South Africa’s first goal came when I was halfway between the Formule One motel and the town centre of Nelspruit — navigating through dusty warehouses and car parts showrooms, whole areas thrown up from prefab metal in the last decade or so.

Old Nelspruit, a small defined town sat ahead, on a slight rise. It had appeared closer. Suddenly there was a shout, vuvuzelas, whistles, rattles. Unless the place had a vibrant French quarter, Bafana Bafana had scored.

I was looking for a place to watch the game — something more exciting than the uppity seafood restaurant at the junction mini-arcade. The Lonely Planet guide had stayed at the motel.

“You’re walking into town?” it asked. “Don’t hail a taxi! Organ thieves! Couldn’t we go eco-kayaking in Kruger National Park? Plant yams for AIDS awareness?”

Mos def not. This was the locals’ last shot at getting into the 16, with a three-nil score against the Frogs. Ordinarily this would have been the longest of shots, but in the past days the French team has been rocked by chaos so quintessentially Gallic it may as well have had BO and pubic hair between its teeth.

It began last week when Nicholas Anelka was expelled from the squad after giving head coach Domenech a verbal spray in front of the rest of the team, after Les Bleus’ two-nil loss to Mexico. The players then rebelled, writing a letter of protest which they forced Domenech to read out to the media — while they sat in their bus with the windows closed.

This was yesterday. The team manager quit, and strode off, saying he was leaving football. One of the players killed one of the bisexual pair of cousines he was having an affair with — no wait, that was another thing. In any case the whole French fiasco was page one of the SA press, and the country scented the possibility not merely of victory, but of a rout.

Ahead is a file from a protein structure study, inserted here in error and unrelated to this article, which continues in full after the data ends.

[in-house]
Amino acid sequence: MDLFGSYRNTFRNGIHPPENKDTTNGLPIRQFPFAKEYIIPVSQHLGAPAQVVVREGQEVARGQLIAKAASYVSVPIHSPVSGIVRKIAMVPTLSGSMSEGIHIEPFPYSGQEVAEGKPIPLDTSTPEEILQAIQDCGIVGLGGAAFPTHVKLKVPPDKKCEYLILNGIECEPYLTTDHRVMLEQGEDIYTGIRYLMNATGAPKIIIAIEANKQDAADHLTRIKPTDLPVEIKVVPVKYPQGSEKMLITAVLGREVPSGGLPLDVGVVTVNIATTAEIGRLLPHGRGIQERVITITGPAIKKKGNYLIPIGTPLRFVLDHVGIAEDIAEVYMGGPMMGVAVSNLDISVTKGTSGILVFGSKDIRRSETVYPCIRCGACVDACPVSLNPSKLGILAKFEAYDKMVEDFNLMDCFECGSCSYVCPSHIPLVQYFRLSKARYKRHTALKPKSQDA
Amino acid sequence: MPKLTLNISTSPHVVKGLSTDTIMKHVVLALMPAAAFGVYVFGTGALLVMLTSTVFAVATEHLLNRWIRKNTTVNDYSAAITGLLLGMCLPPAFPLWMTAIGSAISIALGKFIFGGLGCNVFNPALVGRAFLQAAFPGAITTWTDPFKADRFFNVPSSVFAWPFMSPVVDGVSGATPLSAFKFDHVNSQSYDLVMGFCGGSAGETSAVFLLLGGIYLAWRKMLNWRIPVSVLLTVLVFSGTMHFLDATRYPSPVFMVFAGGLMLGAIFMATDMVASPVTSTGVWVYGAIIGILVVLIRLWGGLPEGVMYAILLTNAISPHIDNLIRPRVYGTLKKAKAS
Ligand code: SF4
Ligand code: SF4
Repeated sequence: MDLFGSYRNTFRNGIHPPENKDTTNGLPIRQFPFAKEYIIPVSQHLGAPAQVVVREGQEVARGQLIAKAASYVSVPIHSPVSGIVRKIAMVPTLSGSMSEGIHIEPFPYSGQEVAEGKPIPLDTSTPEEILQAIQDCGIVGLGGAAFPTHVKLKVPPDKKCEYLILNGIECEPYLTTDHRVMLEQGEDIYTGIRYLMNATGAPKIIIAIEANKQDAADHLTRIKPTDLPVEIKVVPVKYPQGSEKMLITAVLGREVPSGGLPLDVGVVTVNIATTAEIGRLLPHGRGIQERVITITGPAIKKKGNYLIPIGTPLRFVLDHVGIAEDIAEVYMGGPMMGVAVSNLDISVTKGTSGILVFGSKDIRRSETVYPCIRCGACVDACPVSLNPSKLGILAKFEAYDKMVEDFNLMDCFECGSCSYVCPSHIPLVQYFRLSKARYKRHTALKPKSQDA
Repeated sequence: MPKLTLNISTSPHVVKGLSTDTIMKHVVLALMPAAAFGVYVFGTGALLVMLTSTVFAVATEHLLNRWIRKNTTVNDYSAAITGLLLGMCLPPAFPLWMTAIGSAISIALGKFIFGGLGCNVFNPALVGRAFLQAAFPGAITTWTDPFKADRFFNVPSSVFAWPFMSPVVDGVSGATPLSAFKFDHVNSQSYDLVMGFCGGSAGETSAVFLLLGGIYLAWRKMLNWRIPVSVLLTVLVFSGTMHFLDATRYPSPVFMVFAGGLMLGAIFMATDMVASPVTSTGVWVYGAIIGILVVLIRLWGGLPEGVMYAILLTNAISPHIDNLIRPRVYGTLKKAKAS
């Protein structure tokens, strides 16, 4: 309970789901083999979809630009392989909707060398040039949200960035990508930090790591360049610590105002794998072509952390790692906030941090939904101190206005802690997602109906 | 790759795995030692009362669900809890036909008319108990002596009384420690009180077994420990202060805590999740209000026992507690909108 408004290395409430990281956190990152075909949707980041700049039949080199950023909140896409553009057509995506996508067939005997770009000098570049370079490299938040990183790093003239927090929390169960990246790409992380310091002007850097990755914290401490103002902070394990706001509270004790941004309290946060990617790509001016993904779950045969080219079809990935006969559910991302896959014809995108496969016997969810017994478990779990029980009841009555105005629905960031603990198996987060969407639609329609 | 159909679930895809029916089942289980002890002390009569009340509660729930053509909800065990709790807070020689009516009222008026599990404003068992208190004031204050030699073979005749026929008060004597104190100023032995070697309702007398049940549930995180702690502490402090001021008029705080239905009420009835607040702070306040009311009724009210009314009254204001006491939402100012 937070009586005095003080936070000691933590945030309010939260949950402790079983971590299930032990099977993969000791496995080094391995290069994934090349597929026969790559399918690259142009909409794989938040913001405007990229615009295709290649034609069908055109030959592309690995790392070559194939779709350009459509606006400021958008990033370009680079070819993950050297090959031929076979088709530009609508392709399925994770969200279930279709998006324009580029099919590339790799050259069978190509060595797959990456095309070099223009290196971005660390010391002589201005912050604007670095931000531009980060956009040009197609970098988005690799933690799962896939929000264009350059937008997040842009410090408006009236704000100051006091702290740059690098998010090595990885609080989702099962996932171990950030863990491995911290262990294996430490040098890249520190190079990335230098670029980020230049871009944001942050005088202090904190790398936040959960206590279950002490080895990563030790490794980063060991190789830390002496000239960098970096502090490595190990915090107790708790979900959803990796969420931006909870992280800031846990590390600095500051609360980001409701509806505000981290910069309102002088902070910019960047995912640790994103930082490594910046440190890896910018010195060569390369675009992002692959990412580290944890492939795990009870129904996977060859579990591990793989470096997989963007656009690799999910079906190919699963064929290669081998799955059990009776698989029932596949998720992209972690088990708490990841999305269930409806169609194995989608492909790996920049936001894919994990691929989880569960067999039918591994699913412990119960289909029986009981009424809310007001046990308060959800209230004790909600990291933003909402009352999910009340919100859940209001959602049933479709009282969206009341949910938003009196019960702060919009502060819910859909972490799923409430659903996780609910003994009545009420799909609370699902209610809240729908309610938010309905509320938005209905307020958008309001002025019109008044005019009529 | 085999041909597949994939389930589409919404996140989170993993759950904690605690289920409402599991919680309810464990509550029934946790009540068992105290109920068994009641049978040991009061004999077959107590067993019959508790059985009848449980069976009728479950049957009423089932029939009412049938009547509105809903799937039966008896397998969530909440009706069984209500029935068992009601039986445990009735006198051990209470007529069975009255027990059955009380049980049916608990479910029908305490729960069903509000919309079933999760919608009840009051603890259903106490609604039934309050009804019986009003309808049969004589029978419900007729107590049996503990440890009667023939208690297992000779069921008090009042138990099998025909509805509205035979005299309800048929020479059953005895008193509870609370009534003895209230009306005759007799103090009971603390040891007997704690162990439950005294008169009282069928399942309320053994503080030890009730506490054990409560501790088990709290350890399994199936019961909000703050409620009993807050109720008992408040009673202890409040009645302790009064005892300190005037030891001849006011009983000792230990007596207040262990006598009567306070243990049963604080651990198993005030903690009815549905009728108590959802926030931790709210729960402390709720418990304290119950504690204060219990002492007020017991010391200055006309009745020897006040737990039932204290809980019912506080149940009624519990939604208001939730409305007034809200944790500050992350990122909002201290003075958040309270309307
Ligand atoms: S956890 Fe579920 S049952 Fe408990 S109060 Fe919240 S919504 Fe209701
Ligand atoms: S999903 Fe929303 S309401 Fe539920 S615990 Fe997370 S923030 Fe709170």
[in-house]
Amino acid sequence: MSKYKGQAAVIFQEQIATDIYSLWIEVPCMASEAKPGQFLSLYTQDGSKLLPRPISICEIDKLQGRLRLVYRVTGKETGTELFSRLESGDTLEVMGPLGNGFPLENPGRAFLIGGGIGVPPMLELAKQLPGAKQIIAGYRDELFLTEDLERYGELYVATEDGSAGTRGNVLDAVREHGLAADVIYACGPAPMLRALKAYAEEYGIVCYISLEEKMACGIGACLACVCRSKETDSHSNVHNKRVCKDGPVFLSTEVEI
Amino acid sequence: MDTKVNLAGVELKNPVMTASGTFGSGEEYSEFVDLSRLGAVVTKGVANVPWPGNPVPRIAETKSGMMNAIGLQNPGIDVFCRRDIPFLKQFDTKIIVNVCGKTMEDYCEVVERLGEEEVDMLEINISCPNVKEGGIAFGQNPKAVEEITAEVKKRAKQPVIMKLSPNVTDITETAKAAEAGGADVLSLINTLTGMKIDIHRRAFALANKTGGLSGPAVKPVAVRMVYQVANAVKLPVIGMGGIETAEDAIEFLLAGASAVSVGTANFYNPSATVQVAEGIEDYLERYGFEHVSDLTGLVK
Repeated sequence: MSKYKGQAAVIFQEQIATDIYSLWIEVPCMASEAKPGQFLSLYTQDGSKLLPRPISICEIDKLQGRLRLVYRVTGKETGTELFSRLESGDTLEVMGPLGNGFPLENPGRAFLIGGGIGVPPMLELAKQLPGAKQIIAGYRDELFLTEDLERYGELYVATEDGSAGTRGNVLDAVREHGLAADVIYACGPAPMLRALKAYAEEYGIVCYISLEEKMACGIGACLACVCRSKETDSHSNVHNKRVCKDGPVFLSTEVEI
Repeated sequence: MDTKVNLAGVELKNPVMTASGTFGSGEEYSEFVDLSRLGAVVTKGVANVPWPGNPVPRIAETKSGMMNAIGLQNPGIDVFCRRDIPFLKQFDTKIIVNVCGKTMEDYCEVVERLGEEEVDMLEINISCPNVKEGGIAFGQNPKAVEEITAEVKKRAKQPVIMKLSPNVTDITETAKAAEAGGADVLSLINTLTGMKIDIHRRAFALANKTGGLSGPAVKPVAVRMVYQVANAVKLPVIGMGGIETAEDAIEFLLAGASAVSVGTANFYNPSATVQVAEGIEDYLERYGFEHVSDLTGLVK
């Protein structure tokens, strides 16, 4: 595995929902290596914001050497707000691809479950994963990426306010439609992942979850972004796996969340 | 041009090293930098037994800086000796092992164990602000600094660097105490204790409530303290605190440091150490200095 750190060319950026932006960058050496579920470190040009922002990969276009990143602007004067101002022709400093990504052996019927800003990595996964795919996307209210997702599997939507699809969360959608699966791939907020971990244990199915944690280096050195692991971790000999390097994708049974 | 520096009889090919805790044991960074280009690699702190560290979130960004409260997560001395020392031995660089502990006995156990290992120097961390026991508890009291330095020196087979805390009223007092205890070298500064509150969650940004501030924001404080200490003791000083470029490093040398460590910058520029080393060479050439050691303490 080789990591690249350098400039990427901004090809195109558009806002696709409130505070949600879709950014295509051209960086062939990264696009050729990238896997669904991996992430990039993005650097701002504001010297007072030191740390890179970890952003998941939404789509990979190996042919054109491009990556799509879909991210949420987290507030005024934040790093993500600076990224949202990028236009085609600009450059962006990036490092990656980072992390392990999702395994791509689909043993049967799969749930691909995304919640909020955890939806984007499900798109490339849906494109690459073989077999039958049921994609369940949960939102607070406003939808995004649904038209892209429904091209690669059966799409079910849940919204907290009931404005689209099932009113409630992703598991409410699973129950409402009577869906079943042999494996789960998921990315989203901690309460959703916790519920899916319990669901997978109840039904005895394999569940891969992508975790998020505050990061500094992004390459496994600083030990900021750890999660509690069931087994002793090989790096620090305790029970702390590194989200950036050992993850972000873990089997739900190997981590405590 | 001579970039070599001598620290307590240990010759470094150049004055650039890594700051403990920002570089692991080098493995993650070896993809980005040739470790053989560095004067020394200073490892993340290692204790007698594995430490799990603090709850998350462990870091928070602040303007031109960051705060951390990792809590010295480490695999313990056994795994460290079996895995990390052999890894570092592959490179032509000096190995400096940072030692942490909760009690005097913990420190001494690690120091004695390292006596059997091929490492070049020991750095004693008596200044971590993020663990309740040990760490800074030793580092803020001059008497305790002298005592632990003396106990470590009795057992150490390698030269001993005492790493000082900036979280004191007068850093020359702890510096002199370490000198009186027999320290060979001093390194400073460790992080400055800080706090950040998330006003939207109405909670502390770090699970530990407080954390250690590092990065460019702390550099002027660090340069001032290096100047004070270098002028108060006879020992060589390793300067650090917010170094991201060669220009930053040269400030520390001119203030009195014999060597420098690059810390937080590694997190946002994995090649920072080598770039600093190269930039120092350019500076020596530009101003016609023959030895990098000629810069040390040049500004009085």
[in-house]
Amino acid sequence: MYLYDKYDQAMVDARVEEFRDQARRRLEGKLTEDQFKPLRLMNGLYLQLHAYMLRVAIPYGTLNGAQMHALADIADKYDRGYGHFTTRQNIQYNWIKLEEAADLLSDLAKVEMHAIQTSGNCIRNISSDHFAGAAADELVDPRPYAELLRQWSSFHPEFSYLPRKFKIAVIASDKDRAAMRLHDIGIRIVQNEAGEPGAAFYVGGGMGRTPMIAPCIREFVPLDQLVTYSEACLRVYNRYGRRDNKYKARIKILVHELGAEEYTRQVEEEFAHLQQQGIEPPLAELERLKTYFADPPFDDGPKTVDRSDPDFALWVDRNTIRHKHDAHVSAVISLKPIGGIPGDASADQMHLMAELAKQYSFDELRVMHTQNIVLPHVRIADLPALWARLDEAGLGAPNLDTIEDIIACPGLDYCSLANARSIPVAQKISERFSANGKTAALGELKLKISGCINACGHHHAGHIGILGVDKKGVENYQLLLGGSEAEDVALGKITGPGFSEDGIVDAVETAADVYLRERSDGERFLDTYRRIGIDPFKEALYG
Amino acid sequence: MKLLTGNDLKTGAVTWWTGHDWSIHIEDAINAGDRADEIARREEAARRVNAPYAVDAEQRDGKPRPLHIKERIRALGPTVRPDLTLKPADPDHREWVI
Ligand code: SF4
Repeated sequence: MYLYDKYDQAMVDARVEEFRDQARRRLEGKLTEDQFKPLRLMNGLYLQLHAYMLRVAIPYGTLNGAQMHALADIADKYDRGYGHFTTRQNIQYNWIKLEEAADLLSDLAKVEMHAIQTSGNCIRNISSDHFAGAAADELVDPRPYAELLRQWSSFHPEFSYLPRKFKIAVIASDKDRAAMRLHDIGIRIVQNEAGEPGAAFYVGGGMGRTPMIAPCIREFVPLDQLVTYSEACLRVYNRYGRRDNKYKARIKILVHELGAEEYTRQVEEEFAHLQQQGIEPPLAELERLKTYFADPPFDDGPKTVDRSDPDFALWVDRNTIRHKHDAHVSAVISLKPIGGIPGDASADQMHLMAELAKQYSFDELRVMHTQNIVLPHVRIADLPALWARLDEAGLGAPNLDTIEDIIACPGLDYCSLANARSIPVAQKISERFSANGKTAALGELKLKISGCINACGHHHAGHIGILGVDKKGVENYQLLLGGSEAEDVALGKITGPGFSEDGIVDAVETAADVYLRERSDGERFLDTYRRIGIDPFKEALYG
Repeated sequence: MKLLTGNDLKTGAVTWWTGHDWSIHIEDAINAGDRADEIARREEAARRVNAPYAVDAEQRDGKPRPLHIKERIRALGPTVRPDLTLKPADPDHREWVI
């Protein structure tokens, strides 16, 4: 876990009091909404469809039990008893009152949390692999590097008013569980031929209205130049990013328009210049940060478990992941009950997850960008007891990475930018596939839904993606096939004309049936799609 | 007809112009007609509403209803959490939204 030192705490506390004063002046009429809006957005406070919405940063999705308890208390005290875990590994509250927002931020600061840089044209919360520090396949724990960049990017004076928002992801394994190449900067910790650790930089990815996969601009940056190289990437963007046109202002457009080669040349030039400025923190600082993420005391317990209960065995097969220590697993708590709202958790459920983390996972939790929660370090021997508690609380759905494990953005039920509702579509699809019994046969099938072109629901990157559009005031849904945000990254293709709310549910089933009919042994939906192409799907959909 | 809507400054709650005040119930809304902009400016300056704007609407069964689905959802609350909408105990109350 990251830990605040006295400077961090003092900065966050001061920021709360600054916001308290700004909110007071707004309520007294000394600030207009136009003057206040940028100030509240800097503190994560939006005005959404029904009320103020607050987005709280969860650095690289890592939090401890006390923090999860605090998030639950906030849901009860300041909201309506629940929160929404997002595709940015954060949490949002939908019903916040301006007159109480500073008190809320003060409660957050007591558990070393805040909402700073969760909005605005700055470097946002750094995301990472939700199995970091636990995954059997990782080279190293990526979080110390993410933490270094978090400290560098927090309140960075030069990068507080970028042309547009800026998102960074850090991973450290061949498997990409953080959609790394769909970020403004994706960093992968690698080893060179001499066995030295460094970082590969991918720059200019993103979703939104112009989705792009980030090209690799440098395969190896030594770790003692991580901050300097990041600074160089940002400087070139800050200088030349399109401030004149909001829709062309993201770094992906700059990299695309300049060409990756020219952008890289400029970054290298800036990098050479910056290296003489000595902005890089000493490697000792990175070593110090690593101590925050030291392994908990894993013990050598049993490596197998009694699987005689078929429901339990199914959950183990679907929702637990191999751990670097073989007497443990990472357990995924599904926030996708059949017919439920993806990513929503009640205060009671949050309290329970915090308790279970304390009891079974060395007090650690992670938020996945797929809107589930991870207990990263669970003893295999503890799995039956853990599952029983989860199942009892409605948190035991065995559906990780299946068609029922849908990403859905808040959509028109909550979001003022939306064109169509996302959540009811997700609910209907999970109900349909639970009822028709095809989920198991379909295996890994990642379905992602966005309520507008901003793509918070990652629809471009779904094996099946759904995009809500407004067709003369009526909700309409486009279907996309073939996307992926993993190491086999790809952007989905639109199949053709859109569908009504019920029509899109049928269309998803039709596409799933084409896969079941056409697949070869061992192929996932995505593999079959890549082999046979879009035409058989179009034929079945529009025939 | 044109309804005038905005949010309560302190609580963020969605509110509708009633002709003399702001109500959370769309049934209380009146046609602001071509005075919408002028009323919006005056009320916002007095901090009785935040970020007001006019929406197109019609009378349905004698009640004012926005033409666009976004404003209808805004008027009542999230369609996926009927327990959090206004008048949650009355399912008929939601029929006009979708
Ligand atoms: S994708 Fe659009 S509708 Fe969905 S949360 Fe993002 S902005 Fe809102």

By the time I made Nelspruit proper, the goal was 10 minutes old, but Bafana Bafana was still dominating the field. The town itself was a contrast. Neatly formed in a 16 block-or-so square beside the railway station, the place had briefly been a capital for one of the Boer republics that sprang up around the turn of the last century.

It had clearly been rebuilt in the 1950s, a small city of clean lines, and even height — even a ghost of De Stijl about its patterned bricks and parapets. The angularity was Dutch Calvanism written down in brick, a standing challenge to the curvy plateau around, the hills and paths winding away towards the sky, a challenge to Africa.

The shops once held haberdashers and stationers, according to faded lettering. But when the whites left — to suburbs north, around a mall called White River, just to make it clear — they took the money with them.

Now the business of Nelspruit sprawls inside and outside the shops, with the main street lined with orange-sellers’ tables, hair-cutting tents — a cloth strung over four poles, a mirror, chair and table — trays of old electronics, landline handsets and cassette decks, enormous women sorting potatoes onto different sheets to be bundled up, and on and on.